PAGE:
Vaping, which is short for “vaporizing,” requires a liquid to vaporize. That liquid is called “eliquid” or, in more common parlance, “juice.” Vape juice has one base element and three optional elements. The essential component is vegetable glycerin (VG). To that can added whichever options in whatever proportions the vaper chooses: propylene glycol (PG), flavorings, and/or liquid nicotine.
In the early days of vaping (before 2012) propylene glycol was often the dominant base in eliquid. VG gradually won out over PG, however, for two reasons: VG produces much more vapor and is generally considered the safer alternative (since some people are allergic to PG). Also, distilled water was sometimes used to cut eliquid (to thin the viscosity of the liquid), but that practice seems to have waned in recent years.
To the base liquid — whether VG, PG, or some combination of the two — flavorings are typically added. This opens up an entire universe of taste possibilities. Companies that have made food flavorings for decades have seen a whole new market open up for vaping flavors.
The issue that arises is this: ingesting flavorings is different from inhaling flavorings. Chemical flavorings that are safe to eat may or may not be safe to inhale, even in the tiny amounts that vaping typically uses. We just don’t have a good handle on the long-term safety of inhaling flavorings.
While that gets sorted out (through scientific studies), retail eliquid has exploded into a huge marketplace with an amazing (and sometimes bewildering) array of flavors, which can be broken down into fundamental taste categories.
Vape Juice Flavors
Basically, eliquid flavors (whether as single flavors or combined to produce more complex flavor blends) can be categorized in much the same way that we would divide food groups. Desserts are probably the most popular eliquid flavors, with Fruits in second place, followed by other categories that occupy more limited market segments.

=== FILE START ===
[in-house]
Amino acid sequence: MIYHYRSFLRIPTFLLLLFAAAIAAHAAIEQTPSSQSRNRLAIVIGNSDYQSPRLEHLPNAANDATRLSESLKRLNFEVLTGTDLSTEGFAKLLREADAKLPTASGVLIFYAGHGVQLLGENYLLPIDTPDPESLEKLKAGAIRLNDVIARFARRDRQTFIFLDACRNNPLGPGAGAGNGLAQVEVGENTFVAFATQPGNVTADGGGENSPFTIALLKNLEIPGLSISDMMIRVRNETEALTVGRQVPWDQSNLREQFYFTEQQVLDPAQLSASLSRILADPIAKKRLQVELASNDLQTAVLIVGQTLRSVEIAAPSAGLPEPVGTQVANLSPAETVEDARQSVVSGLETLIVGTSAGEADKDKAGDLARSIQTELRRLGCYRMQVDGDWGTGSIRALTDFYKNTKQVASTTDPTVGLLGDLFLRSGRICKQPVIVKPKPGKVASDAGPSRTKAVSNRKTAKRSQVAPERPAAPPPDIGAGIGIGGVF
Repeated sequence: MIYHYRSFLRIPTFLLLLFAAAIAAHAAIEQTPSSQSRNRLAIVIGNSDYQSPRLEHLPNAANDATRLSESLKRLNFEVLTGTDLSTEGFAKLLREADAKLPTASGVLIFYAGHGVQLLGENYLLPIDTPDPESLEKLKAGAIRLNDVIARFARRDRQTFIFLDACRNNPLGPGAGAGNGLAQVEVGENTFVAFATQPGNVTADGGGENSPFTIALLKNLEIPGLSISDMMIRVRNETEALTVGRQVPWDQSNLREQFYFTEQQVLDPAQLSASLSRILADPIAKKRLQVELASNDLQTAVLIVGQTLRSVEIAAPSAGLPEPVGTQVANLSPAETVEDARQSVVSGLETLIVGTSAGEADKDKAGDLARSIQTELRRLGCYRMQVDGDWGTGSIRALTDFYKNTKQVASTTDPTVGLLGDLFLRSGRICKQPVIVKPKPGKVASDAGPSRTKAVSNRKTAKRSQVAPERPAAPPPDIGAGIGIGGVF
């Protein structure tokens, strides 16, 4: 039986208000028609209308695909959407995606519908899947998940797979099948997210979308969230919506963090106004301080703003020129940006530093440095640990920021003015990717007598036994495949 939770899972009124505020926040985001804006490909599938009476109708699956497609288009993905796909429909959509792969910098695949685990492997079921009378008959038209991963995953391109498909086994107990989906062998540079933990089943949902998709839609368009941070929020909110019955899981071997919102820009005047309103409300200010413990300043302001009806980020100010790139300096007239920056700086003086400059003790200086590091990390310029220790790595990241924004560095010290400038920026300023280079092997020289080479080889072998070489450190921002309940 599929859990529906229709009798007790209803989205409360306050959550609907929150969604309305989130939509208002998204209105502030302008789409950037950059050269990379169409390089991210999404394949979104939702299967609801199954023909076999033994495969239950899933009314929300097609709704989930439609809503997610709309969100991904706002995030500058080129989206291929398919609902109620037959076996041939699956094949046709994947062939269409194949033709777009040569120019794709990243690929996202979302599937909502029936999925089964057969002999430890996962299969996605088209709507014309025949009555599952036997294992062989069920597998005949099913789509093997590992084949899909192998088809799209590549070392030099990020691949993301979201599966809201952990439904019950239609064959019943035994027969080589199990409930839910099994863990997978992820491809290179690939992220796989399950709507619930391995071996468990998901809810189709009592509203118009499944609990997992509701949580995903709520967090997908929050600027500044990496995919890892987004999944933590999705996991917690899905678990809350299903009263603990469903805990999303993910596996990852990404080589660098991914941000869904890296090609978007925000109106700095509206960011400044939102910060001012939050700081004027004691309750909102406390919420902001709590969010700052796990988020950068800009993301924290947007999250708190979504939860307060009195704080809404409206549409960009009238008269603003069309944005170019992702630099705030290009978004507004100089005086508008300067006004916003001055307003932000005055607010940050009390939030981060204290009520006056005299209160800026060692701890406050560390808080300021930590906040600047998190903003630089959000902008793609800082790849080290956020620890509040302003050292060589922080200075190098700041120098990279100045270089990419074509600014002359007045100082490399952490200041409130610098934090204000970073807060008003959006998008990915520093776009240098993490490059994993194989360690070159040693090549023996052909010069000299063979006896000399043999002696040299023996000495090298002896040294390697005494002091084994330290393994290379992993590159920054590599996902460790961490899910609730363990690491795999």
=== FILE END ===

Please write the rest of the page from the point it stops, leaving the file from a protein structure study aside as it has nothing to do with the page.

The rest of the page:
The Dessert category includes both of the most typical types of desserts: bakery goods (such as pies, cakes, and pastries), and dairy desserts (custards, ice cream, and other creamy confections). In fairness, these are reminiscent of food desserts rather than true replicants. Apple pie eliquid cannot possibly provide the actual mouthfeel of eating real apple pie, and ice cream vaping juice is only vaguely similar to real ice cream.
When dessert eliquids are well-made, with the best combination of flavorings in winning recipes, they get close to the taste of the desserts they’re designed to imitate. That is, however, a hit-or-miss proposition.
Three specific flavors need to be mentioned, since they are used so often in real desserts: vanilla, caramel, and chocolate.
Vanilla is arguably the single most popular flavoring in the entire pantheon of eliquids. Not just a single flavor, vanilla comes in a wide array of subtle differences — vanillan, vanilla bean, Madagascar vanilla, Tahitian vanilla, vanilla bourbon, etc. Combined with dairy, vanilla can be outstanding — Bavarian cream, Catalyn cream, Vienna cream, et al.
Caramel is basically cooked/burnt sugar. Caramel flavoring lends a distinctive sweetness, body, and taste to vaping juices.
Chocolate, in all its various types (milk chocolate, dark chocolate, bitter chocolate, Mexican hot chocolate or molé sauce, truffles, cocoa, etc.) is a flavor that human beings love and crave. Unfortunately for vapers, chocolate doesn’t translate well as a vaping flavor. Unlike vanilla, which adds a tasty element to so many eliquids, chocolate succeeds as a vaping flavor only in rare instances. The typical complaint about chocolate flavor eliquids is that they taste like Tootsie Rolls rather than true chocolate.